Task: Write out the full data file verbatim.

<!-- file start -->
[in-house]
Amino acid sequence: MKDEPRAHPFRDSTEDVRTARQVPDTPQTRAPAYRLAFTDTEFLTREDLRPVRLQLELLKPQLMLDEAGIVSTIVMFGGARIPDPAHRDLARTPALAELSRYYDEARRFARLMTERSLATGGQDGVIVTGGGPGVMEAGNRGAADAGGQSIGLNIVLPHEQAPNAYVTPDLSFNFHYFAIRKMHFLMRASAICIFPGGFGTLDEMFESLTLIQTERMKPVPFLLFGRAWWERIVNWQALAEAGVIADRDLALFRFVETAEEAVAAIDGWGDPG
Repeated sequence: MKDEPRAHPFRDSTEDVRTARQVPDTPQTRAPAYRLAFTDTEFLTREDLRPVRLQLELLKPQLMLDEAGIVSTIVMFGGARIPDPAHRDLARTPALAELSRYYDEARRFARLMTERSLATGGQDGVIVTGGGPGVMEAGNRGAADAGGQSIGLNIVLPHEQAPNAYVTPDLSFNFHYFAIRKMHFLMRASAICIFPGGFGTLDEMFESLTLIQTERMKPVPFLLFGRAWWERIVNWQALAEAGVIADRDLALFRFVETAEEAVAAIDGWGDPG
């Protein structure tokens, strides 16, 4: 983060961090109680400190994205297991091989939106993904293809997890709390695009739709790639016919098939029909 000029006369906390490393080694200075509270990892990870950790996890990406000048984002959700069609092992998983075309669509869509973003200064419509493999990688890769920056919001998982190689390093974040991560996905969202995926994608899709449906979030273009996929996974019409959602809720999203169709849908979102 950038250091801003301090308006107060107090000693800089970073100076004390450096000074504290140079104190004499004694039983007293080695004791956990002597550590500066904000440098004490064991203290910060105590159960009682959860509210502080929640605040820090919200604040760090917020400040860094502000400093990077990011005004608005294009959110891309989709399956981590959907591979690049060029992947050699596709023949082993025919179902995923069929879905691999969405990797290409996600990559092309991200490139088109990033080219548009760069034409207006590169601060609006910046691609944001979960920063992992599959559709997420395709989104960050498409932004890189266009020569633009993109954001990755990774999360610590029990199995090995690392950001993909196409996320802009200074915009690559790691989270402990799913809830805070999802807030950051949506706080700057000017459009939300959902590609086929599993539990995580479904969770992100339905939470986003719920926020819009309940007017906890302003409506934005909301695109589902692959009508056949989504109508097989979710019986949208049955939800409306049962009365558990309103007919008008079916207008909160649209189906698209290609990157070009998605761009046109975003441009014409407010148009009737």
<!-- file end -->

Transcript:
[in-house]
Amino acid sequence: MKDEPRAHPFRDSTEDVRTARQVPDTPQTRAPAYRLAFTDTEFLTREDLRPVRLQLELLKPQLMLDEAGIVSTIVMFGGARIPDPAHRDLARTPALAELSRYYDEARRFARLMTERSLATGGQDGVIVTGGGPGVMEAGNRGAADAGGQSIGLNIVLPHEQAPNAYVTPDLSFNFHYFAIRKMHFLMRASAICIFPGGFGTLDEMFESLTLIQTERMKPVPFLLFGRAWWERIVNWQALAEAGVIADRDLALFRFVETAEEAVAAIDGWGDPG
Repeated sequence: MKDEPRAHPFRDSTEDVRTARQVPDTPQTRAPAYRLAFTDTEFLTREDLRPVRLQLELLKPQLMLDEAGIVSTIVMFGGARIPDPAHRDLARTPALAELSRYYDEARRFARLMTERSLATGGQDGVIVTGGGPGVMEAGNRGAADAGGQSIGLNIVLPHEQAPNAYVTPDLSFNFHYFAIRKMHFLMRASAICIFPGGFGTLDEMFESLTLIQTERMKPVPFLLFGRAWWERIVNWQALAEAGVIADRDLALFRFVETAEEAVAAIDGWGDPG
């Protein structure tokens, strides 16, 4: 983060961090109680400190994205297991091989939106993904293809997890709390695009739709790639016919098939029909 000029006369906390490393080694200075509270990892990870950790996890990406000048984002959700069609092992998983075309669509869509973003200064419509493999990688890769920056919001998982190689390093974040991560996905969202995926994608899709449906979030273009996929996974019409959602809720999203169709849908979102 950038250091801003301090308006107060107090000693800089970073100076004390450096000074504290140079104190004499004694039983007293080695004791956990002597550590500066904000440098004490064991203290910060105590159960009682959860509210502080929640605040820090919200604040760090917020400040860094502000400093990077990011005004608005294009959110891309989709399956981590959907591979690049060029992947050699596709023949082993025919179902995923069929879905691999969405990797290409996600990559092309991200490139088109990033080219548009760069034409207006590169601060609006910046691609944001979960920063992992599959559709997420395709989104960050498409932004890189266009020569633009993109954001990755990774999360610590029990199995090995690392950001993909196409996320802009200074915009690559790691989270402990799913809830805070999802807030950051949506706080700057000017459009939300959902590609086929599993539990995580479904969770992100339905939470986003719920926020819009309940007017906890302003409506934005909301695109589902692959009508056949989504109508097989979710019986949208049955939800409306049962009365558990309103007919008008079916207008909160649209189906698209290609990157070009998605761009046109975003441009014409407010148009009737």